Truth in Sentencing: Another Conservative loss at the Supreme Court

April 11, 2014

Today the Supreme Court of Canada released judgement in R. v. Summers – a decision which deals the Conservative government yet another legal defeat.

The Summers case was the first opportunity for the countries highest court to pass judgement on Bill C-25 -Truth in Sentencing Act.  This act imposes strict limits on the amount of credit that an offender can receive for time spent in jail before a verdict (also known as ‘pre-sentence’ custody).

Under C-25, any credit for pre-sentence custody is limited to a maximum of one day for each day spent in custody. The legislation also provides that, if “circumstances” justify it, a modest enhanced credit of one and one-half days for each day spent in custody may be granted.

The narrow issue before the Supreme Court was the meaning of the term “circumstances” and whether the lost opportunity for early release and parole in pre-sentence detention can be such a circumstance, capable of justifying enhanced credit at a rate of 1.5:1

This is an important issues as the time spent in jail prior to a conviction is not taken into account when calculating parole eligibility. This means that an offender who is detained in custody before being found guilty will ultimately serve more time in jail than someone given the same sentence who is released on bail.

As I wrote early this year of iPolitics: Under C-25, in other words, the poor end up being punished more harshly than the rich. C-25 promotes the type of equality and fairness Anatole France had in mind when he said: “The law, in all its majestic equality, forbids the rich as well as the poor to sleep under bridges on rainy nights, to beg on the streets and to steal bread.”

The government’s arguments before the Supreme Court urged a restrictive and potential unjust interpretation of C-25 – an interpretation the Court soundly rejected:

Aboriginal people are more likely to be denied bail, and make up a disproportionate share of the population in remand custody. A system that results in consistently longer, harsher sentences for vulnerable members of society, not based on the wrongfulness of their conduct but because of their isolation and inability to pay, can hardly be said to be assigning sentences in line with the principles of parity and proportionality.  Accounting for loss of early release eligibility through enhanced credit responds to this concern.

In rejecting the government’s argument the Court further commented that their argument was in conflict with the principles of the criminal code, well-established practice, prior Supreme Court jurisprudence and was simply not plausible:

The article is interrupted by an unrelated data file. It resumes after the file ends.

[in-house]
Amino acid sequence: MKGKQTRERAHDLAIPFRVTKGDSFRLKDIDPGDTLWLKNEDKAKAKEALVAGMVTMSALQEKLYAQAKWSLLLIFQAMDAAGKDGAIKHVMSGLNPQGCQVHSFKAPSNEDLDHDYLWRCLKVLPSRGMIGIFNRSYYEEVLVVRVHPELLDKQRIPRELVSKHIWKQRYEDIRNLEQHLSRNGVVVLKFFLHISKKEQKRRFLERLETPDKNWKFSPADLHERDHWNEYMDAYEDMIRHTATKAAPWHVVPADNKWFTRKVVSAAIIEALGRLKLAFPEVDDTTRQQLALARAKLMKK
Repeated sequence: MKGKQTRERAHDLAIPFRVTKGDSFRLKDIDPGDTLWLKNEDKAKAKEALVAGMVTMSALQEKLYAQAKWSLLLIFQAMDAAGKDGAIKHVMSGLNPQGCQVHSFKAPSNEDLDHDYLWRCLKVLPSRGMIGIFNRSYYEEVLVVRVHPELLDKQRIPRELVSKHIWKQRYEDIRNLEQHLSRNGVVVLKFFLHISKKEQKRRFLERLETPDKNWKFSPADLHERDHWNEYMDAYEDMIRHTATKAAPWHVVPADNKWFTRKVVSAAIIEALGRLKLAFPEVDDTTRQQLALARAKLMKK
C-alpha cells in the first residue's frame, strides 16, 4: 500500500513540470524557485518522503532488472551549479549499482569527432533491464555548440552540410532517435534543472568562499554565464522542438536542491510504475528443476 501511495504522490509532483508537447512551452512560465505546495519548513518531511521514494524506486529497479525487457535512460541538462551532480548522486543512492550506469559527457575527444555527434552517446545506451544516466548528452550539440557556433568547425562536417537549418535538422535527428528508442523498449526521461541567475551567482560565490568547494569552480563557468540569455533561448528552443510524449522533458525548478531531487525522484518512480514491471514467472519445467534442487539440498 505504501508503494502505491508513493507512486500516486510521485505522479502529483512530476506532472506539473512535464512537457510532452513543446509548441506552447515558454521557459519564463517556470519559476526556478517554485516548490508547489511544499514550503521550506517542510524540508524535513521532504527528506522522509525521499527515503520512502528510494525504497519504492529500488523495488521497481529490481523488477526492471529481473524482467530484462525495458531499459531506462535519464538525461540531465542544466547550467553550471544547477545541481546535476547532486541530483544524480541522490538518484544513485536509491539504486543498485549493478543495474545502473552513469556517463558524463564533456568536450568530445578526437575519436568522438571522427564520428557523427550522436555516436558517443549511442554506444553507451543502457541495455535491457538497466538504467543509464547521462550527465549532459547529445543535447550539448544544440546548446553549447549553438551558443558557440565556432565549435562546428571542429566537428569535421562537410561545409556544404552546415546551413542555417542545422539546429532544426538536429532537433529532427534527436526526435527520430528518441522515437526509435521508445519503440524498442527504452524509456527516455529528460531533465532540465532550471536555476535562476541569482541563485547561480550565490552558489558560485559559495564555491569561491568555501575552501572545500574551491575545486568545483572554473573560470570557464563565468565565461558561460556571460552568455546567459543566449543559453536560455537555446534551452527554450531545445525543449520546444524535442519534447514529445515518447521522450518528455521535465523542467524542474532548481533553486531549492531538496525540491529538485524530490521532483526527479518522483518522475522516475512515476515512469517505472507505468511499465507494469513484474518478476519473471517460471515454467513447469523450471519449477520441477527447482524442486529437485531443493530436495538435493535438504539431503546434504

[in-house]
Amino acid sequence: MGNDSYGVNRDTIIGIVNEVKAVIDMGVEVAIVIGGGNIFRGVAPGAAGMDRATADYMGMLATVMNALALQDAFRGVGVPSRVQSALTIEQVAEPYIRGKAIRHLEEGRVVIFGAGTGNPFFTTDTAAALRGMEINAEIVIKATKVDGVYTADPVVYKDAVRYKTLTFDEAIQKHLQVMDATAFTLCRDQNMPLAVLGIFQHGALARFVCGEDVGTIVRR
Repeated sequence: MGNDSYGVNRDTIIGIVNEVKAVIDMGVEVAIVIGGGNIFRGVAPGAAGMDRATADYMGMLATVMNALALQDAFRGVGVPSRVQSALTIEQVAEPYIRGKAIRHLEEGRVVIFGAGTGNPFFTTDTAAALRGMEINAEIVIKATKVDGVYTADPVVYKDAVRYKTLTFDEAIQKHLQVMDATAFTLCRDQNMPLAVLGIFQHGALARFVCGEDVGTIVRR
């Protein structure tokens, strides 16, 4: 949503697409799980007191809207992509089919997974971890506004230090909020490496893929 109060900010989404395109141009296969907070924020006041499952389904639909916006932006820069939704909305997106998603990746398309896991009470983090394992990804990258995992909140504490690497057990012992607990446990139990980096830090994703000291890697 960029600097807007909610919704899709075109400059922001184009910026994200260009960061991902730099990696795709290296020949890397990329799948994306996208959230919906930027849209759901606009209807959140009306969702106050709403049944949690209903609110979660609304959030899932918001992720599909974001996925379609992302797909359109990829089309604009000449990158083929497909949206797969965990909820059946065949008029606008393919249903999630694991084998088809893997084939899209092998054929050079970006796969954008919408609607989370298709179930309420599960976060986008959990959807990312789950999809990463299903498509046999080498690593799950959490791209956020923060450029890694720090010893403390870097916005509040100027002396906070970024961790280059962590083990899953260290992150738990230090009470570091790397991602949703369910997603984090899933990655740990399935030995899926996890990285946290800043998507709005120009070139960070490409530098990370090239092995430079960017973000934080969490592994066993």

Such an interpretation would result in sentences inconsistent with the Code’s own statement of principles, and would presume that the legislature intended to abolish the quantitative rationale for enhanced credit — that offenders should not be punished more severely because they were not released on bail — without clear language.  And this despite the well-established practice, endorsed by this Court in Wust in the year 2000, that enhanced credit can be justified based upon the loss of eligibility for parole and early release.  Such a conclusion is not plausible.

The Supreme Courts decision should surprise no one.

The truth is that there is little empirical support for the government’s justifications on limiting judicial discretion when it comes to to the consideration of an offenders time spent in pre-sentence custody – C-25 is yet another example blind ideological legislation.

I testified before the Standing Senate Committee on Legal and Constitutional Affairs when the Senate considered the bill C-25 – suffice it to say that I did not support the legislation.

It is also quite telling that even David Daubney, a senior policy advisor in the Department of Justice and a drafter of the bill, testified that he did not dispute the evidence undermining C-25 (that evidence can be found here).

C-25 is the work of a government pursuing a reckless approach to criminal justice. Worse, the government seems to be quite aware of this. Mr. Daubney candidly told Parliament that:

“Frankly, (C-25’s) impact will be that courts trying to do justice will find that in many cases the circumstances (of pre-sentence custody) do justify (enhanced credit), but we’ll have to see how that plays out.

Which is exactly what happened. Every level of court — and now the Supreme Court — interpreted the restrictive provisions of C-25 as broadly as possible in an attempt to avoid unfairness … just as Mr. Daubney predicted.

C-25 is yet another example of costly and necessary litigation born from ideology and ignorance.

Fortunately courts are a crucible designed to reveal truth – perhaps this is why Conservative criminal justice policy has repeatedly failed to passed the test.